The big picture marcoeconomics 12e parkin chapter 12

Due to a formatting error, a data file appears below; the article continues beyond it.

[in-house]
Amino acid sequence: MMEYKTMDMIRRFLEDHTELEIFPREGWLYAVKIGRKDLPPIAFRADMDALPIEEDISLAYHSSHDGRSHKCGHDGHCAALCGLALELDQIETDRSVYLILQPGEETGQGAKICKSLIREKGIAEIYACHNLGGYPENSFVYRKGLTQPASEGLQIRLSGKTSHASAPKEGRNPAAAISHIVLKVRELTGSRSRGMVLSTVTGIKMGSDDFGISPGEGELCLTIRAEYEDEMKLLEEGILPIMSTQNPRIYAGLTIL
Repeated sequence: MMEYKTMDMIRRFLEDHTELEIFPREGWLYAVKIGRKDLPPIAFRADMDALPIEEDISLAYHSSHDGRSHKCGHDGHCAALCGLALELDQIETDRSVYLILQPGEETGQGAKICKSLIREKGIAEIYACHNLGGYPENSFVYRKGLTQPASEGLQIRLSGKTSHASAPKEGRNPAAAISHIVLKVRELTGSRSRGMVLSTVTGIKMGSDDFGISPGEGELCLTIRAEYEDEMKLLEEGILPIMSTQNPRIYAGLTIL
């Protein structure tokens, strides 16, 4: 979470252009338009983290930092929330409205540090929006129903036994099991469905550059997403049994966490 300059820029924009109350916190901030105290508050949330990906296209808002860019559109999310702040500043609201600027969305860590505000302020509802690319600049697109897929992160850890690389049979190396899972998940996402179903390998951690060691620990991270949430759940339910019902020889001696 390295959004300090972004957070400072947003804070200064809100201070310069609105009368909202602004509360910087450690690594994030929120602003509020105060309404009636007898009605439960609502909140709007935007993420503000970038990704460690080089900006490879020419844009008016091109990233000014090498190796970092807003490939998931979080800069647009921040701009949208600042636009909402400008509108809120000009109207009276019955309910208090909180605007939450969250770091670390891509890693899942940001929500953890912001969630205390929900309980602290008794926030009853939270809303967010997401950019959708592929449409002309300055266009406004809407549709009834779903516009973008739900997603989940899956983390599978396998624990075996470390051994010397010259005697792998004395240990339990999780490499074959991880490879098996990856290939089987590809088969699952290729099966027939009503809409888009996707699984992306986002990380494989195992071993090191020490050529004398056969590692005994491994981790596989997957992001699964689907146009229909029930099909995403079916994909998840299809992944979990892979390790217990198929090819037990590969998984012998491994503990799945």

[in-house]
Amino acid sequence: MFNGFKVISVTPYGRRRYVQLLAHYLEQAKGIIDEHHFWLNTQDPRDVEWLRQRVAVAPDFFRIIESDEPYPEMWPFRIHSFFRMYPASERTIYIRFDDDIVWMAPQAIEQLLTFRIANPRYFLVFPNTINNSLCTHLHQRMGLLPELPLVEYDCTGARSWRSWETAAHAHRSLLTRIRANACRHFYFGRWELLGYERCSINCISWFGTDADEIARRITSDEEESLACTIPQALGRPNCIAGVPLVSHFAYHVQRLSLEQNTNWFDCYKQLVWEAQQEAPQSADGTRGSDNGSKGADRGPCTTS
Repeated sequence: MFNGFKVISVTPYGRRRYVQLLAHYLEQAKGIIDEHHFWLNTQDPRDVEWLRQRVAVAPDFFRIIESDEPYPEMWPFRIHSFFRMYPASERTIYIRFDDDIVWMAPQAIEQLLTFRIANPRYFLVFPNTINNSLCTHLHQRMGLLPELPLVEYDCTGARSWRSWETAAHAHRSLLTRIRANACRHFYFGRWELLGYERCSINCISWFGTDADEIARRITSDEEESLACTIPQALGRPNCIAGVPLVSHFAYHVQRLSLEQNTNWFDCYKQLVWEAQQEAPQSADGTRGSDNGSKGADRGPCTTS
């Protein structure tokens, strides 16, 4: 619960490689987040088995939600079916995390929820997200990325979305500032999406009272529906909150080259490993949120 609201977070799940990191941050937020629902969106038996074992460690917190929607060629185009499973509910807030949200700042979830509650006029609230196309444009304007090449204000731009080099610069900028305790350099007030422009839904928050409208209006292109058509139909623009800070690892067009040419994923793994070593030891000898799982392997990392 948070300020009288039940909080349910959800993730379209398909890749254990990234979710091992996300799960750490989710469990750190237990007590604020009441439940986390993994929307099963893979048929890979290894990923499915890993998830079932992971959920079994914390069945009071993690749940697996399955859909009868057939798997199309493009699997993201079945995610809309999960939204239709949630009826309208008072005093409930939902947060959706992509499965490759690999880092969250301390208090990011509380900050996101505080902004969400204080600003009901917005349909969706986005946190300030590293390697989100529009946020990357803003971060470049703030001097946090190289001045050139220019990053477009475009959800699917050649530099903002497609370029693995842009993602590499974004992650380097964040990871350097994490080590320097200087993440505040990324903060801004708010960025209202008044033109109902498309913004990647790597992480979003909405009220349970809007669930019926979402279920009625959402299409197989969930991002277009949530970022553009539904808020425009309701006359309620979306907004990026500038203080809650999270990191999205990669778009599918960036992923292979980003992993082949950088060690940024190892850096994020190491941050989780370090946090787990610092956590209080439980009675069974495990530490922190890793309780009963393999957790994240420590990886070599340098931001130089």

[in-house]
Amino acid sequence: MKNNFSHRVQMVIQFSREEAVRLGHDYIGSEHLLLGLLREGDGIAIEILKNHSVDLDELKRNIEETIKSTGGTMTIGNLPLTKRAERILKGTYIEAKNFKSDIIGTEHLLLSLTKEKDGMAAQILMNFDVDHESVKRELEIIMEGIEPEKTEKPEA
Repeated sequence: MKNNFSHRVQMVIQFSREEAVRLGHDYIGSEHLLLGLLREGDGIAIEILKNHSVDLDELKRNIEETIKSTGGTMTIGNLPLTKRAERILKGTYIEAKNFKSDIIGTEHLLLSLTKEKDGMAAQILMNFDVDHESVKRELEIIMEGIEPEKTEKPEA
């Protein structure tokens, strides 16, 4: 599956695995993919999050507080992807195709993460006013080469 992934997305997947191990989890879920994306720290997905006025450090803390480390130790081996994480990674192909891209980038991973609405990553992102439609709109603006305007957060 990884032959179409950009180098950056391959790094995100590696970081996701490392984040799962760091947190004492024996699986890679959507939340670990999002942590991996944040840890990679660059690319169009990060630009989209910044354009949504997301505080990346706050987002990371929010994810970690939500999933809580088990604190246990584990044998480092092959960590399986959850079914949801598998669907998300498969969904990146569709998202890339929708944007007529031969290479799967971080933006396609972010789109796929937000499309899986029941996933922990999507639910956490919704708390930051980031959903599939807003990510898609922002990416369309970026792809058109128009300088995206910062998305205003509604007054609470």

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T H E B U S I N E S S C Y C L E , I N F L AT I O N , A N D D E F L A T I O N C h a p t e r THE BUSINESS CYCLE, INFLATION AND DEFLATION** The Big Picture Where we have been: Chapter 12 uses the AS-AD model developed in Chapter 10 to explore business cycles, inflation, and deflation The distinction between the short-run and longrun aggregate supply curves is useful for appreciating the difference between the short-run and long-run Phillips curves Chapter 12 also draws on the definition of inflation in Chapter Where we are going: Chapter 12 is the last of three chapters dealing with macroeconomic fluctuations The explanation of the business cycle through the lens of the aggregate supply-aggregate demand model lays the foundation for the next two chapters, on fiscal policy and monetary policy respectively N e w i n t h e Tw e l f t h E d i t i o n Along with the new title for the chapter, there is now a new section on deflation None of the other content was removed, but some sections were written more concisely and the chapter was reorganized to move the business cycle section to the beginning The Economics In Action about the United States Phillips Curve was shortened by including only data for the 2000’s The end of chapter Economics In The News feature has a 2014 article about the ECB’s attempts to fight stagnation in the Eurozone The Worked Problem covers demand-pull and cost-push inflation issues The Worked Problem gives aggregate demand and short-run aggregate supply schedules and then asks the effect of changes in aggregate demand and aggregate supply It also asks what type of output gap is created The answers use both the data in the aggregate demand and short-run aggregate supply functions as well as an aggregate supply/aggregate supply figure To include the new Worked Problem without lengthening the chapter, some problems have been removed from the Study Plan Problem and Applications These problems are still in the MyEconLab and are called Extra Problems 19 Lecture Notes The Business Cycle, Inflation and Deflation     Explain how aggregate demand shocks and aggregate supply shocks create the business cycle Explain how demand-pull and cost-push forces bring cycles in inflation and output Explain the causes and consequences of deflation Explain the short-run and long-run tradeoff between inflation and unemployment I The Business Cycle Business Cycles Most principles of economics textbooks have a chapter that is similar to this one However, many of them contain an extended discussion to the effect that, “This school of thought thinks this, but this other school of thought disagrees, and, by the way, here’s a third school of thought that thinks the first school is partially correct but partially wrong ” This material is (appropriately enough!) found to be exceptionally tedious by the students Fortunately, Parkin’s chapter is not at all like these other weak attempts Parkin shows the students how the schools relate to each other and presents an incredibly exciting chapter You can take advantage of this fact in your lecture by discussing with your students which school of thought best describes your views and what evidence convinced you Just as students are always fascinated by why their instructor chose his or her field, so, too, are students fascinated about where their instructor fits into the scheme of controversies that they are learning about By discussing your place in the line-up of different schools, be it “hard-line” monetarist, or new Keynesian, or an eclectic mixture, you can be guaranteed of your students’ strong interest when you discuss this topic You might also point out to the students that theories are not necessarily mutually exclusive For instance, even though you may be, perhaps, a monetarist, this does not necessarily mean that you totally deny that the factors emphasized by real business cycle proponents are occasionally important By identifying your point of view and also giving the students some instruction about your view as to the usefulness of the other approaches, you can not only interest them but also help give them an enhanced general understanding of macroeconomics Mainstream Business Cycle Theory The mainstream business cycle theory regardless fluctuations in aggregate demand around a growing potential GDP (and hence constantly rightward shifting LAS and SAS curves) as the cause of the business cycle Real GDP differs from potential GDP when money wage rates not offset changes in the price level    Keynesian Cycle Theory: The Keynesian cycle theory asserts that fluctuations in investment driven by fluctuations in business confidence—summarized by the phrase “animal spirits”—are the main source of fluctuations in aggregate demand Money wage rates are assumed rigid Monetarist Cycle Theory: The monetarist cycle theory asserts that fluctuations in both investment and consumption expenditure, driven by fluctuations in the growth rate of the quantity of money, are the main sources of fluctuations in aggregate demand Money wage rates are assumed rigid New Classical Cycle Theory: The new classical cycle theory asserts that the money wage rate and hence the position of the SAS curve are determined by the rational expectation of the price level, which depends on potential GDP and expected aggregate demand Because the money wage rate changes with expected changes in aggregate demand, only unexpected fluctuations in aggregate demand lead to business cycle fluctuations  New Keynesian Cycle Theory: The new Keynesian cycle theory asserts that today’s money wage rates were negotiated at many past dates, which mean that past rational expectations of the current price level influence the money wage rate and the position of the SAS curve Because the money wage rate does not change with newly expected changes in aggregate demand, both expected and unexpected fluctuations in aggregate demand lead to business cycle fluctuations Real Business Cycle Theory The real business cycle theory (or RBC theory) regards random fluctuations in productivity as the main source of economic fluctuations    RBC Impulse: changes in the growth rate of productivity that results from technological change A decrease in productivity growth brings a recession and an increase brings an expansion Productivity shocks are measured using growth accounting The RBC Mechanism: A change in productivity changes investment demand and the demand for labor  If productivity falls, investment demand and hence the demand for loanabe fund decreases In addition, the demand for labor decreases The decrease in the demand for loanable funds means the real interest rate falls According to RBC theory, the fall in the real interest rate decreases the supply of labor because of intertemporal substitution Because both the supply of labor and the demand for labor decrease, employment decreases and the change in the real wage rate is small Real GDP decreases Money plays no role in generating business cycles in the RBC theory; it affects only the price level I like to motivate RBC theory by suggesting that economists, such as Lucas and Prescott, challenged our previous portrayal of the LAS curve as being a stable curve that the short run fluctuations revolve around You can use your arm to suggest that the LAS curve itself might shift leftward and rightward because of technology continuously impacting productivity in unstable ways Criticisms and Defenses of Real Business Cycle Theory   Critics assert that money wages are sticky and that intertemporal substitution is too weak to account for large fluctuations in the supply of labor, which are necessary for RBC theory to explain the empirical fact that there are large fluctuations in employment with only small fluctuations in the real wage rate A second criticism of RBC theory has to with the direction of causality between productivity and business cycle fluctuations RBC theory assumes changes in productivity cause business cycle fluctuations Traditional aggregate demand theories suggest that measures of productivity change as a result of business cycle fluctuations For instance, they assert that in expansions, capital and labor are used more intensely so that measured productivity increases, even with no change in technology What does it mean to use capital and labor more intensely? It is easy to see with labor hours A firm could record the same number of labor hours in an expansion as in a recession But, if the firm is trying to increase production to meet high demand in the expansion, workers will work harder and, therefore, be more productive in the expansion This change in productivity is not related to technology but growth accounting likely will (erroneously) attribute the increase in productivity to a technological advance 122  CHAPTER 11 RBC theory defenders point out that the theory is consistent with microeconomic evidence about labor supply decisions and labor demand and investment demand decisions II Inflation Cycles Inflation is a process in which the price level is rising and money is losing value Inflation is not a rise in one price—it is a broad increase in the price level Inflation also is not a onetime jump in the price level It is an ongoing process There are many examples of one-time jumps in the price level that are not the same as inflation In Canada, when the federal sales tax was changed in the early 1990s, there was a one-time increase in the CPI Likewise, when the euro was introduced in 2001, there were one-time increases in many prices in some countries Neither of these events led to a persistent rise in the rate at which the price level increased and measured inflation using the CPI fell to previous levels soon after the one-time events Demand-Pull Inflation An inflation that results from an initial increase in aggregate demand is called demandpull inflation Any factor that increases aggregate demand, such as an increase in the quantity of money, an increase in government expenditure, or an increase in exports, can start a demand-pull inflation    In the short run, an increase in aggregate demand raises the price level and increases real GDP In the figure the aggregate demand curve shifts from AD0 to AD1 so that the economy moves from point a to point b and the price level rises from 100 to 110 Real GDP exceeds potential GDP and so in the tight labor market the money wage rate rises The rise in the money wage rate decreases short-run aggregate supply In the figure, the SAS curve shifts from SAS to SAS1 As a result, the economy moves from point b to point c and the price level rises even more, in the figure to 120 Real GDP returns to potential GDP Inflation occurs only if aggregate demand continues to increase And aggregate demand continues to increase only if the quantity of money persistently increases Demand-Pull Inflation The potential difficulty with both demand-pull and cost-push inflation stories is how the one-time increase translates into an inflationary process It is relatively easy to come up with stories as to why aggregate demand might shift to the right, for example because of persistent government budget deficits (However immediately tell the students that if the budget deficit does not constantly increase in size relative to GDP, it will not lead to a constant increase in aggregate demand.) What is a little harder is to provide a plausible story as to why the monetary authorities would continue to accommodate the budget deficit with continuous increases in the quantity of money Point out that this has been rare in the United States, and has tended to happen when the political situation was such that the Fed was not willing to be blamed for an increase in unemployment In other countries, particularly where the central bank is less independent than in the United States, it has been more common for the central bank to consistently monetize budget deficits Cost-Push Inflation An inflation that results from an initial increase in costs is called cost-push inflation The two main sources of increases in costs are an increase in money wage rates or an increase in the money prices of raw materials    The cost hike decreases short-run aggregate supply, which raises the price level and decreases real GDP In the figure the short-run aggregate supply curve shifts from SAS0 to SAS so that the economy moves from point a to point b and the price level rises from 100 to 110 The combination of a rise in the price level and a fall in real GDP is called stagflation One possible response to the decrease in real GDP is for the Fed to use monetary policy to increase aggregate demand If the Fed increases aggregate demand, real GDP increases and the price level rises still higher In the figure, this Fed policy shifts the aggregate demand curve from AD0 to AD1 and the price level rises to 120 Inflation occurs only if, in response to the higher price level, the force that initially decreased aggregate supply recurs so that aggregate supply continues to decrease and, at the same time, the Fed continues to increase aggregate demand Cost-Push Inflation The text gives a good description of the first oil price increase in the 1970s as a cost-push inflation, and contrasts it well with the Fed’s refusal to accommodate the second oil price increase in 1979 An explanation of how cost-push can be a more widespread cause of inflation in other countries can be given in terms of countries where labor is highly unionized, and in effect there are attempts by different interest groups to obtain shares of GDP that add up to more than 100 percent, with accommodation by a weak monetary authority Such a process of repeated wage increases, inflation, and monetary accommodation can give rise to continuing inflation Analysts often “explain” the cause of inflation by focusing attention on the good or service whose price increased the most during the most recent time period This is incorrect; inflation is the result of monetary growth To explain inflation, economists are looking for an explanation that fits all cases not an explanation that focuses on specific prices of specific goods that differ from one inflation to another Expected Inflation   When inflation is anticipated, the money wage rate changes to keep up with the anticipated inflation So when the AD curve shifts rightward, increasing the price level, the money wage rate increases and the SAS curve shifts leftward If the increase in the price level is fully anticipated, then the money wage rate rises by the same percentage so that the real wage rate remains constant There are no deviations from full employment The magnitude of the shift in A D equals that in SAS so that GDP remains equal to potential GDP and the economy moves up along the LAS curve, from point a to point c in the figures above If inflation is not perfectly anticipated, the money wage rate changes but by a different percentage than the price level Some of the inflation is unanticipated, so as a result the real wage rate changes and there are deviations from full employment If aggregate demand grows faster than anticipated, real GDP exceeds potential GDP and the economy behaves as if it were in a demand-pull inflation If 124  CHAPTER 11 aggregate demand grows slower than anticipated, real GDP is less than potential GDP and the economy behaves as if it were in a cost-push inflation Because of the costs of unanticipated inflation, there are benefits to forming accurate forecasts of inflation The best available forecast is the one that is based on all relevant information and is called a rational expectation III Deflation An economy experiences deflation when it has a persistently falling price level What Causes Deflation?  The starting point for understanding the cause of deflation is to distinguish between a one-time fall in the price level and a persistently falling price level A onetime fall in the price level is not deflation Deflation is a persistent and ongoing falling price level The Quantity Theory and Deflation  The quantity theory of money explains the trends in inflation by focusing on the trend influences on aggregate supply and aggregate demand The foundation of the quantity theory is the equation of exchange, which in its growth rate version and solved for the inflation rate states: Inflation rate = Money growth rate + Rate of velocity change - Real GDP growth rate   The quantity theory adds to the equation of exchange two propositions  First, the trend rate of change in the velocity of circulation does not depend on the money growth rate and is determined by decisions about the quantity of money to hold and to spend  Second, the trend growth rate of real GDP equals the growth rate of potential GDP and, again, is independent of the money growth rate With these two assumptions, the equation of exchange becomes the quantity theory of money and predicts that a change in the money growth rate brings an equal change in the inflation rate What are the Consequences of Deflation? The effects of deflation (like those of inflation) depend on whether it is anticipated or unanticipated But because inflation is normal and deflation is rare, when deflation occurs, it is usually unanticipated  Unanticipated deflation redistributes income and wealth, lowers real GDP and employment, and diverts resources from production  Workers with long-term wage contracts find their real wages rising But employers respond to a higher and rising real wage by hiring fewer workers, so employment and output decrease  With lower output and profits, firms re-evaluate their investment plans and cut back on projects that they now see as unprofitable This fall in investment slows the pace of capital accumulation and slows the growth rate of potential GDP An Economics in Action explores the “Fifteen Years of Deflation in Japan.” The Economics in Action feature describes how the deflation was unexpected, which decreased Japan’s economic growth rate, and was the result of monetary growth that was kept too low How Can Deflation be Ended?  Deflation can be ended by removing its cause: The quantity of money is growing too slowly If the central bank ensures that the quantity of money grows at the target inflation rate plus the growth rate of potential GDP minus the growth rate of the velocity of circulation, then, on average, Money Growth, Not the Quantity of Money  It takes an increase in the growth rate of the money stock, not a one-time increase in the quantity of money, to end deflation  Central banks sometimes increase the quantity of money and fail to increase its growth rate IV Inflation and Unemployment: The Phillips Curve A Phillips curve shows the relationship between inflation and unemployment There are two time frames for a Phillips curve: the short run and the long run HISTORY NOTE: The Phillips Curve As a description of how economics advances, I like to give the students a stylized history of the Phillips curve The story I tell starts in 1958 when A W Phillips published his empirical work At that time the mainstream economic model was quite different from the AS-AD model derived in the text Essentially, it was similar to the simple aggregate expenditure model presented in Chapter 11 He had British data that covered a long period of time and so his results appeared to be a long run phenomenon The model was based on the assumption that the price level was constant, making the inflation rate zero This assumption was not too unrealistic immediately after World War II By 1955, however, the inflation rate began to creep higher and averaged 2.7 percent per year between 1956 and 1959 Inflation was beginning to be perceived as a problem, one that a model with a “fixed price level assumption” was poorly suited to solve In this environment, economists gladly welcomed the simple, short-run Phillips curve, for it gave them a handle on inflation They believed that they could predict the unemployment rate from their standard model and then combine this unemployment rate with the Phillips curve to determine the resulting inflation rate The vital assumption in this procedure is that the Phillips curve captures a fixed tradeoff between the actual inflation rate and the unemployment rate that is part of the economy’s structure This type of analysis reached its peak of popularity during the early and middle 1960s By 1967, however, it was under attack On a theoretical level, economist Milton Friedman— among others—pointed out the flimsy justification behind the simple, fixed Phillips curve assumption On an empirical level, the simple, fixed Phillips curve failed as the inflation rate rose toward the end of the 1960s and into the 1970s: the unemployment rate did not fall as predicted by the fixed Phillips curve At this point the idea of a long-run Phillips curve (as distinct from the short-run one) was developed The concept that aggregate supply is an important component of macroeconomics was taking hold, as was the idea that short-run Phillips curves shift because of changes in people’s expectations Thus the profession advanced significantly between the initial discussion of the Phillips curve and what students learn today This advance was the result of the interaction between theory, suggesting that the idea of a fixed short-run Phillips curve was inadequate, and empirical work that reinforced the point that the simple, early approach was deficient 126 CHAPTER 11 The Short-Run Phillips Curve   The short-run Phillips curve (SRPC) shows the relationship between the inflation rate and the unemployment rate holding constant the expected inflation rate and the natural unemployment rate The figure shows a short-run Phillips curve Inflation and unemployment have a negative relationship in the short run, so moving along a short-run Phillips curve, a higher inflation rate (holding constant the expected inflation rate) leads to lower a unemployment rate The downward sloping short-run Phillips curve is equivalent to the upward sloping short-run aggregate supply curve When aggregate demand unexpectedly increases so that real GDP and the price level both unexpectedly rise, the increase in real GDP lowers the unemployment rate and the unexpectedly higher price level means there is unexpectedly high inflation The short-run Phillips curve captures the relationship between the lower unemployment rate and higher inflation rate Use the board to create a scatter plot of observations that allow you to later “statistically fit” a line through the points as the Phillips curve As you make the points on the graph, you can call them out as different years from 1950-1969 Now discuss how policy-makers embraced this model as getting to choose where they want to be on the Phillips curve You can motivate this by picking two points and asking the students which one they thought would be preferred, high inflation and low unemployment or vice versa As government started to think it could “fine-tune the economy,” we began to observe data points that had high inflation and high unemployment Was Phillips wrong? Ask the students what might have happened and you may get someone to say it shifted! This answer is, of course, correct Economists started to explore the effect of expected inflation as a factor that shifts the Phillips curve You can now discuss the distinction between the long-run and the sort-run Phillips curve The Long-Run Phillips Curve  The long-run Phillips curve (LRPC) shows the relationship between the inflation rate and the unemployment rate when the actual inflation rate equals the expected inflation rate As illustrated in the figure, the long-run Phillips curve is vertical at the natural unemployment rate  The short-run Phillips curve intersects the long-run Phillips at the expected inflation rate In the figure the expected inflation rate is equal to percent  In the long run, higher or lower inflation has no effect on the unemployment rate This result is analogous to the conclusion from the AS-AD model that in long run, a higher or lower price level has no effect on real GDP, which equals potential GDP so that the economy is at full employment The Phillips curve and the AS-AD model: Students can become confused about the tie between the Phillips curve and the aggregate supply/aggregate demand (AS-AD) model Although this relationship is nicely developed in the text, some students will remain baffled I not think that a principles course is the appropriate place to derive the link between the two in much detail But I think that my lectures are an appropriate place to convey the idea of the relationship Thus I point out that the vertical long-run aggregate supply curve is analogous to the vertical long-run Phillips curve If you graph the two side by side, identify potential real GDP and the natural rate of unemployment on the two graphs at the intersection of the long run curves and the horizontal axis The point that the long-run aggregate supply curve is vertical means that a higher price level has no effect on real GDP and hence no effect on the unemployment rate Similarly, the fact that the long-run Phillips curve is vertical implies that a higher inflation rate has no effect on the unemployment rate and hence no effect on real GDP The analogy also carries over to the short-run curves: the positively sloped short-run aggregate supply curve shows that in the short-run an unexpected higher price level raises real GDP and thus lowers unemployment In the same way, the negatively sloped short-run Phillips curve demonstrates that in the short-run an unexpected higher inflation rate lowers unemployment, thereby raising real GDP Students find that the two diagrams actually complement each other I think that this approach is preferable to having the two diagrams compete with each other! Shifts of the Phillips Curves   A change in the expected inflation rate shifts the SRPC vertically upward or downward by the amount of the change but has no effect on the LRPC A change in the natural unemployment rate shifts both the SRPC and the LRPC An increase in the natural rate shifts the SRPC and LRPC rightward by the amount of the increase; a decrease shifts the curves leftward by the amount of the decrease The U.S Phillips Curves Because of changes in the expected inflation and the natural rate of unemployment, the short-run Phillips curve has shifted around a lot over time so that there is no single obvious negative relationship between inflation and unemployment The Economics in the News section analyzes the EBC’s response to potential deflation in 2014 128 CHAPTER 11 Additional Problems Has the U.S economy experienced inflation or deflation during recent recessions? Explain The spreadsheet provides information about the economy in Argentina Column A is the year, Column B is real GDP in billions of 2000 pesos, and Column C is the price level a In which years did Argentina experience inflation? In which years did it experience deflation (a falling price level)? b In which years did recessions occur? In which years did expansions occur? c In which years you expect the unemployment rate was highest? Why? d Do these data show a relationship between unemployment and inflation in Argentina? 10 11 12 A 1997 1998 1999 2000 2001 2002 2003 2004 2005 2006 2007 2008 B 277 288 278 276 264 235 256 279 305 331 359 384 C 105.6 103.8 101.9 102.9 101.8 132.9 146.8 160.4 174.5 198.0 226.1 267.7 Solutions to Additional Problems 1, The United States has experienced inflation during recent recessions, though there have been instances when the inflation rate fell during recessions For instance in late 2008 the inflation rate fell as the economy moved into a recession Inflation, however, generally continued because aggregate demand continued to increase during the recessions, though at a slower rate a Argentina experienced inflation in 2000 and from 2002 through 2008 Argentina experienced deflation in 1998, 1999, and 2001 b Argentina had recessions in 1999, 2000, 2001, and 2002 Argentina had expansions in 1998 and 2003 through 2008 c The unemployment rate was probably high in all of the recessionary years It was probably the highest in 2000 and 2002 when the recessions were at their worst d There is not a strong relationship between unemployment and inflation in the data The unemployment rate would likely have been higher in the recession years of 1999, 2000, 2001, and 2002 In 2000 Argentina experienced low inflation and 2002 Argentina experienced high inflation In 1999 and 2001 Argentina experienced deflation But Argentina also experienced deflation 1998 So there is no consistent relationship between either inflation and high unemployment or deflation and high unemployment There also is a similar lack of relationship between inflation and low unemployment or deflation and low unemployment Additional Discussion Questions 11 Some economists claim that inflation is always a “monetary phenomenon.” What they mean by this claim and are they correct? This claim points to the result that an on-going inflation requires the central bank to constantly increase the quantity of money In the absence of continual monetary growth, the price level might rise but it would eventually stabilize The price level will continue to rise, which means that on-going inflation will occur, only if the Federal Reserve constantly increases the quantity of money Because inflation requires constant growth in the quantity of money, inflation can be thought of as a “monetary phenomenon.” 12 How can a higher price of oil create inflation? By itself a higher price of oil cannot create inflation Taken by itself a higher price of oil can lead to a higher price level but after the adjustment is made to the higher price of oil, the price level stops rising—that is, inflation stops A higher price of oil can lead to inflation only if the central bank “ratifies” it by increasing the quantity of money If the central bank, the Federal Reserve in the United States, responds to the decrease in real GDP created by the higher price of oil by increasing the quantity of money, then inflation can result The increase in the quantity of money will drive the price level still higher In this situation oil producers might respond by again boosting the price of oil If the Fed responds once again in turn, the process can continue indefinitely and a cost-push inflation results 13 What is the relationship between the short-run aggregate supply curve and the short-run Phillips curve? Between the long-run aggregate supply curve and the long-run Phillips curve? The short-run aggregate supply curve and the short-run Phillips curve are closely related If aggregate demand increases, the economy moves upward along its short-run aggregate supply curve so that the price level and real GDP both increase The rise in the price level means that inflation rises and the increase in real GDP means that unemployment falls The rise in the inflation rate combined with the fall in the unemployment rate correspond to a movement upward along the economy’s short-run Phillips curve Similarly the long-run Phillips curve and long-run aggregate supply curve also are closely related In the long run an increase in aggregate demand moves the economy upward along its longrun aggregate supply curve so that the price level rises and real GDP does not change—it remains equal to potential GDP The rise in the price level means that the inflation rate rises and the result that real GDP remains equal to potential GDP means that the unemployment rate remains equal to its natural rate The rise in the inflation rate combined with the unemployment rate remaining equal to its natural rate correspond to a movement upward along the economy’s long-run Phillips curve 14 Suppose the expected and actual inflation rates are percent and the natural rate of unemployment is percent If the inflation rate falls to percent while the expected inflation rate remains at percent, what happens to the unemployment rate? If the actual inflation rate falls and the expected inflation rate does not change, the economy moves downward along a short-run Phillips curve so that the unemployment rate increases 15 Suppose the expected and actual inflation rates are percent and the natural rate of unemployment is percent If the inflation rate falls to percent and the expected inflation rate also falls to percent, what happens to the unemployment rate? If the actual inflation rate and the expected inflation rate fall by the same amount, the economy moves downward along its long-run Phillips curve so that the unemployment rate does not change—it remains equal to the natural unemployment rate 16 Suppose that the actual inflation rate is percent and that the economy is at the natural unemployment rate If the Fed announces that it is going to lower the inflation rate and people believe this announcement (so that the decline in the inflation rate is not a 130 CHAPTER 11 surprise), what happens to the unemployment rate? Suppose that people believe the Fed’s announcement and that the expected inflation rate falls, but then the Fed keeps the inflation rate at percent Now what happens to the unemployment rate? If the Fed follows through on its announcement, both the actual and expected inflation rate fall by the same amount so that the unemployment rate remains equal to its natural rate However if the Fed actually does not lower the inflation rate, then the actual inflation rate exceeds the expected inflation rate In this case the short-run Phillips curve shifts downward The economy moves to a point on its new short-run Philips curve at the unchanged inflation rate and the unemployment rate falls 17 How you think recessions influence elections? Recessions have large impacts on elections If an election occurs during (or near) a recession, the incumbent party suffers This empirical result holds true for President Ford who lost his reelection bid in 1976; President Carter who lost his reelection bid in 1980; President Bush who lost his reelection bid in 1992; and Senator McCain who lost his election bid in 2008 All of these candidates were members of the incumbent party and all faced election either near or during a recession President Obama’s re-election in 2012 was an unusual case in that the economy was in recovery but unemployment was still high near percent ... by the students Fortunately, Parkin s chapter is not at all like these other weak attempts Parkin shows the students how the schools relate to each other and presents an incredibly exciting chapter. .. addition, the demand for labor decreases The decrease in the demand for loanable funds means the real interest rate falls According to RBC theory, the fall in the real interest rate decreases the supply... level, the money wage rate increases and the SAS curve shifts leftward If the increase in the price level is fully anticipated, then the money wage rate rises by the same percentage so that the